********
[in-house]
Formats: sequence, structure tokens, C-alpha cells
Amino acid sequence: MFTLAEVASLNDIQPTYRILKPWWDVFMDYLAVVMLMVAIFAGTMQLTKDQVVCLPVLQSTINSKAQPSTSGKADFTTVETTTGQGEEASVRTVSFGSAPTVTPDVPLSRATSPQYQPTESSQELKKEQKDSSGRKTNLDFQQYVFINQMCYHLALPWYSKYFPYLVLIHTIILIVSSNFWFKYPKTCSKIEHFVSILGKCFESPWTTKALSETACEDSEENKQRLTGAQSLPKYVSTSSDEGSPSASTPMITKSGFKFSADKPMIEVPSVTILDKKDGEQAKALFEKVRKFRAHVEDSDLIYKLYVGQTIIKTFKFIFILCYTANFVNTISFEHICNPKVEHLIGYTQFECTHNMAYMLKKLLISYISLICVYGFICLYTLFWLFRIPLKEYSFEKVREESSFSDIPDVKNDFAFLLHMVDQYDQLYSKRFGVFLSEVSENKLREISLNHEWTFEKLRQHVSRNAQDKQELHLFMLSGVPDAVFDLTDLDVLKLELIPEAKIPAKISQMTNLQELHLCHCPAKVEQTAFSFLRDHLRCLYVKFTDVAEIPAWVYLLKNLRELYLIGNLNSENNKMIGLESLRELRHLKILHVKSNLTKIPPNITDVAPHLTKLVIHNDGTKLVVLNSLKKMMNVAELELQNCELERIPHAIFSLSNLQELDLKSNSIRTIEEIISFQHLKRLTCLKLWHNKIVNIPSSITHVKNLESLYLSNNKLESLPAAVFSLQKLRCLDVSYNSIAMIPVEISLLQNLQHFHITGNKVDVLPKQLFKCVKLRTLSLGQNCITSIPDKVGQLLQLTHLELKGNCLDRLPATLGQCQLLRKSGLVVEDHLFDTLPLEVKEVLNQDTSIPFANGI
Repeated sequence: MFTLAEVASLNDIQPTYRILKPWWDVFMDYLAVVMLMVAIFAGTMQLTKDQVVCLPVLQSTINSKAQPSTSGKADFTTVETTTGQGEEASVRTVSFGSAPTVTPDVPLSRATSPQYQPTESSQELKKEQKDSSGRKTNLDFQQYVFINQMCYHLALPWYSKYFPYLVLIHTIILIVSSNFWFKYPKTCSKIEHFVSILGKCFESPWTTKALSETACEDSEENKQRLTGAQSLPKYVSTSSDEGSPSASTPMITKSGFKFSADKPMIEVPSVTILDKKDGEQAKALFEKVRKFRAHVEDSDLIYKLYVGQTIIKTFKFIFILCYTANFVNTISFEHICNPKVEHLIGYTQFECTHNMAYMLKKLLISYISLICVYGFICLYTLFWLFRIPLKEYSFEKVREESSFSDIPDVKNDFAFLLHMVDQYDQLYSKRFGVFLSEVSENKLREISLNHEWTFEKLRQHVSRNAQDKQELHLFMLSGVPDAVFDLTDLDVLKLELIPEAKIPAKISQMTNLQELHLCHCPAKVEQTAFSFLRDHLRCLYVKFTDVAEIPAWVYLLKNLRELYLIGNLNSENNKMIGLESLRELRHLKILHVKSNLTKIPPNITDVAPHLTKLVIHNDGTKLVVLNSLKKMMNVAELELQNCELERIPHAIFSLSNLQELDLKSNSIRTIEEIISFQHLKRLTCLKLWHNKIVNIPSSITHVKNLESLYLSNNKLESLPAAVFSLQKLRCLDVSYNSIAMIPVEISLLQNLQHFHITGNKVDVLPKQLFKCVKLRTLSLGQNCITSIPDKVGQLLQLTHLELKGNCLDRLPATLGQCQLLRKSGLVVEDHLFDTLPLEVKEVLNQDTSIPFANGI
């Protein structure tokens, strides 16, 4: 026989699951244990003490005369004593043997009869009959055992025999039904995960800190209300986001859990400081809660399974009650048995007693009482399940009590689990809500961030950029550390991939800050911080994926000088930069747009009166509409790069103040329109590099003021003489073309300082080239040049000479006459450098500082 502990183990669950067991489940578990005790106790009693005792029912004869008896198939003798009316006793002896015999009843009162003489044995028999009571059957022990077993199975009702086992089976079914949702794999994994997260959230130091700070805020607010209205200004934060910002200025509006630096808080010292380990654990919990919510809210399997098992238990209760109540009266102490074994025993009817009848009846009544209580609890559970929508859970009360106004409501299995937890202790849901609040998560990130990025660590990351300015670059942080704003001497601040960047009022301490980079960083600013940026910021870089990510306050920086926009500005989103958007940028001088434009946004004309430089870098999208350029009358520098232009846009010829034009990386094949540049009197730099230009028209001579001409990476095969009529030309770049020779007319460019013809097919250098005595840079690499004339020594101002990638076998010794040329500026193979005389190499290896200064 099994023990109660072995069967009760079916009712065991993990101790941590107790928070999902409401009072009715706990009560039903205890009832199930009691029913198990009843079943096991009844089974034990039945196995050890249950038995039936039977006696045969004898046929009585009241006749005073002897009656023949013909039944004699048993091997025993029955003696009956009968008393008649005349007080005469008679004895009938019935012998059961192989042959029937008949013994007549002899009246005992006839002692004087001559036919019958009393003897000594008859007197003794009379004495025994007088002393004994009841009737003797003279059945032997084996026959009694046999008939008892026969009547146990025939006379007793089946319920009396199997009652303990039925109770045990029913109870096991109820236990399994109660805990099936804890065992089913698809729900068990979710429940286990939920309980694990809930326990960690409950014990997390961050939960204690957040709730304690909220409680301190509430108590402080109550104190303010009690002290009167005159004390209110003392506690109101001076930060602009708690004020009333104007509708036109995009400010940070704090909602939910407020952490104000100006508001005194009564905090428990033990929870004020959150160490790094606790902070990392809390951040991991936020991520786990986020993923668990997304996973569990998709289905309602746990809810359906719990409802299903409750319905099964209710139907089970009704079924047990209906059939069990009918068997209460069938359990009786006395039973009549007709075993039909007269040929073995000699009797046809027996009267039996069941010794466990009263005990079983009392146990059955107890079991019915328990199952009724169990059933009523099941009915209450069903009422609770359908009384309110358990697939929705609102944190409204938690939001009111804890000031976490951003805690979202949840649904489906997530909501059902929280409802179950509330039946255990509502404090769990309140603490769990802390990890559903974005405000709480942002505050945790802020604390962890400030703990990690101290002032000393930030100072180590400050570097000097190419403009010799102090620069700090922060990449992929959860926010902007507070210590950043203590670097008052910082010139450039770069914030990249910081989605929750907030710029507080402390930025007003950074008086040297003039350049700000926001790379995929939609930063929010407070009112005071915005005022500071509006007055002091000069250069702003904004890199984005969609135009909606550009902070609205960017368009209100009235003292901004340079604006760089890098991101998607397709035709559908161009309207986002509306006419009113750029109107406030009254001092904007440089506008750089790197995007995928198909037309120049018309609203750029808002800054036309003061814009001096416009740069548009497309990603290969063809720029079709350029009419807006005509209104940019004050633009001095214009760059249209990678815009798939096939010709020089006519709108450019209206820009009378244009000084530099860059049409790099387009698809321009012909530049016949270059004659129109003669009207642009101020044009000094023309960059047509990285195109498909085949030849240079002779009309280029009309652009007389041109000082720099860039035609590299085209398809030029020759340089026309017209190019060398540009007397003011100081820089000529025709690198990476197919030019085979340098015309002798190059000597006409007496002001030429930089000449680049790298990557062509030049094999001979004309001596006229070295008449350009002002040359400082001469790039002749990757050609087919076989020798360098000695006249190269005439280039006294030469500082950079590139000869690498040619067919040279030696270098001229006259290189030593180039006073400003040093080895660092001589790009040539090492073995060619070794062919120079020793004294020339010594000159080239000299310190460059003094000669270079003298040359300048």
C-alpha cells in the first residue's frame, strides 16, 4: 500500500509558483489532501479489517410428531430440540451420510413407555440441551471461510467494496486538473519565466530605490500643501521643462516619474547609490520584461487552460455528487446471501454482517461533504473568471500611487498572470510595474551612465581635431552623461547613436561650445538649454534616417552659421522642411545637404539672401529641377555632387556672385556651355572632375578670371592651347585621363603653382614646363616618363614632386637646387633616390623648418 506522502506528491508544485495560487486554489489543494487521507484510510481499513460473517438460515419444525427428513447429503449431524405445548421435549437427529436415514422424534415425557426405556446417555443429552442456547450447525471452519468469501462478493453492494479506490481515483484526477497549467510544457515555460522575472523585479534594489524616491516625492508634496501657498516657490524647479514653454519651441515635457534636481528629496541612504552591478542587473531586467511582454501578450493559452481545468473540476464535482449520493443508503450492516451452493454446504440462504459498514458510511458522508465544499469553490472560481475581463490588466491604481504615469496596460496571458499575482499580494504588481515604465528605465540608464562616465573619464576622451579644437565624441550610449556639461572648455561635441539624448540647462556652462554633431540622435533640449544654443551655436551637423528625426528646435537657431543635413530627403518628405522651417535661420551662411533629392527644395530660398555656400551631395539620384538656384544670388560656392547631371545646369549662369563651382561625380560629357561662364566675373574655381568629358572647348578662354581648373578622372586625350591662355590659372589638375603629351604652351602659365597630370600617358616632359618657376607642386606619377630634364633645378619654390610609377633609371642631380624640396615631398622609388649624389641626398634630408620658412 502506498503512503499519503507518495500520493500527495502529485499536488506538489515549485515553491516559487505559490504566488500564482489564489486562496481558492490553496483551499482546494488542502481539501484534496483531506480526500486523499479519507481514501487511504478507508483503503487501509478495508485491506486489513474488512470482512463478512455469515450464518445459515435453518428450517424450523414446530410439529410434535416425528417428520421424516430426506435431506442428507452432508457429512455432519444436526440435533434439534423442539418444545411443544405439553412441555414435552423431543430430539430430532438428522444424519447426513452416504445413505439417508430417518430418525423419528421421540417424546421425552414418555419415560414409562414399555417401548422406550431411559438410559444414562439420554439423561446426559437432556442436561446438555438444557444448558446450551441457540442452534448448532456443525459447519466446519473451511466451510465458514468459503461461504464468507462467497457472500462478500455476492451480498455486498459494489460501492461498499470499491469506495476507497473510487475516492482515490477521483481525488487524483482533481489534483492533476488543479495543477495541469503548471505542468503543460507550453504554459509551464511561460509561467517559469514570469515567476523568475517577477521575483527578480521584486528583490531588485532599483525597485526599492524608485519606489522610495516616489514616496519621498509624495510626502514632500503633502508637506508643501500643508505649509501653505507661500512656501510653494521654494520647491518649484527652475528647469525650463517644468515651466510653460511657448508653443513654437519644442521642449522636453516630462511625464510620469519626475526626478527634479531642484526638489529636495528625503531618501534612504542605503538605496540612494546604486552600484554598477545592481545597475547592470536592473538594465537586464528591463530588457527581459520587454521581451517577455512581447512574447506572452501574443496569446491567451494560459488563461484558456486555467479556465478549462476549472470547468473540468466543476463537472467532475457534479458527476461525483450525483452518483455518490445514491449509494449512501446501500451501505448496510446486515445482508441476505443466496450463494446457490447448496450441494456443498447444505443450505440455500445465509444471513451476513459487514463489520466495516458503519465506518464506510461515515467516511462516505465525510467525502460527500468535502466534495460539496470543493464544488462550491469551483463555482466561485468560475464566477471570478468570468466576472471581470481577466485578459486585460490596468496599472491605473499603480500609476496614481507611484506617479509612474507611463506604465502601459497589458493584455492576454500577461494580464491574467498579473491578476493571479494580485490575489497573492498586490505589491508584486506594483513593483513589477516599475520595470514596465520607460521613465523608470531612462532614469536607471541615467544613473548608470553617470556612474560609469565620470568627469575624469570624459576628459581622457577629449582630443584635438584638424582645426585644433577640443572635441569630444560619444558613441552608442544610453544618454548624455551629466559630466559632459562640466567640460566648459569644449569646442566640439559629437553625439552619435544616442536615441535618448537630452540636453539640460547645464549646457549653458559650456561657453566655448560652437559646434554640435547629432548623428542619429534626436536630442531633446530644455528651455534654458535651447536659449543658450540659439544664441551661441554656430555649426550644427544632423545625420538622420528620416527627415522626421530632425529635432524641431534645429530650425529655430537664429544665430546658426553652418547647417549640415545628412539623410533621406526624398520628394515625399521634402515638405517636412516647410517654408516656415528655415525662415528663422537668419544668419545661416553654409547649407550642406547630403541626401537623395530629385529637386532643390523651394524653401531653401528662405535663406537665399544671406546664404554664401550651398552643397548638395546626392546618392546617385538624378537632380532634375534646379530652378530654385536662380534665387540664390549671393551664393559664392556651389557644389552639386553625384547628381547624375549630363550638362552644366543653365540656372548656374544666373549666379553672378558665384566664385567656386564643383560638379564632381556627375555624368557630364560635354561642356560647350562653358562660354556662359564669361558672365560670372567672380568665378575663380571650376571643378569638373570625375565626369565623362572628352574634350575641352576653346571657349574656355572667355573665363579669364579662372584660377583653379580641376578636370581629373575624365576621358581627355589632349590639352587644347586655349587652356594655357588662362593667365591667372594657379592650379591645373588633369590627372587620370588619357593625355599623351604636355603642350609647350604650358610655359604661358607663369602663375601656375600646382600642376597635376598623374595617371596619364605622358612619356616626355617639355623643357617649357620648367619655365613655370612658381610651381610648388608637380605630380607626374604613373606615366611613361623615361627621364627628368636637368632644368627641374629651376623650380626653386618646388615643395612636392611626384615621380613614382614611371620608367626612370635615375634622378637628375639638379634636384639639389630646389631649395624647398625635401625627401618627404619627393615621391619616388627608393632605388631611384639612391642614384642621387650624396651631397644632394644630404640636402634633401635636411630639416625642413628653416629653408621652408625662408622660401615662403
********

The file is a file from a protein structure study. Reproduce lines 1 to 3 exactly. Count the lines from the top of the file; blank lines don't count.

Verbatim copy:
[in-house]
Formats: sequence, structure tokens, C-alpha cells
Amino acid sequence: MFTLAEVASLNDIQPTYRILKPWWDVFMDYLAVVMLMVAIFAGTMQLTKDQVVCLPVLQSTINSKAQPSTSGKADFTTVETTTGQGEEASVRTVSFGSAPTVTPDVPLSRATSPQYQPTESSQELKKEQKDSSGRKTNLDFQQYVFINQMCYHLALPWYSKYFPYLVLIHTIILIVSSNFWFKYPKTCSKIEHFVSILGKCFESPWTTKALSETACEDSEENKQRLTGAQSLPKYVSTSSDEGSPSASTPMITKSGFKFSADKPMIEVPSVTILDKKDGEQAKALFEKVRKFRAHVEDSDLIYKLYVGQTIIKTFKFIFILCYTANFVNTISFEHICNPKVEHLIGYTQFECTHNMAYMLKKLLISYISLICVYGFICLYTLFWLFRIPLKEYSFEKVREESSFSDIPDVKNDFAFLLHMVDQYDQLYSKRFGVFLSEVSENKLREISLNHEWTFEKLRQHVSRNAQDKQELHLFMLSGVPDAVFDLTDLDVLKLELIPEAKIPAKISQMTNLQELHLCHCPAKVEQTAFSFLRDHLRCLYVKFTDVAEIPAWVYLLKNLRELYLIGNLNSENNKMIGLESLRELRHLKILHVKSNLTKIPPNITDVAPHLTKLVIHNDGTKLVVLNSLKKMMNVAELELQNCELERIPHAIFSLSNLQELDLKSNSIRTIEEIISFQHLKRLTCLKLWHNKIVNIPSSITHVKNLESLYLSNNKLESLPAAVFSLQKLRCLDVSYNSIAMIPVEISLLQNLQHFHITGNKVDVLPKQLFKCVKLRTLSLGQNCITSIPDKVGQLLQLTHLELKGNCLDRLPATLGQCQLLRKSGLVVEDHLFDTLPLEVKEVLNQDTSIPFANGI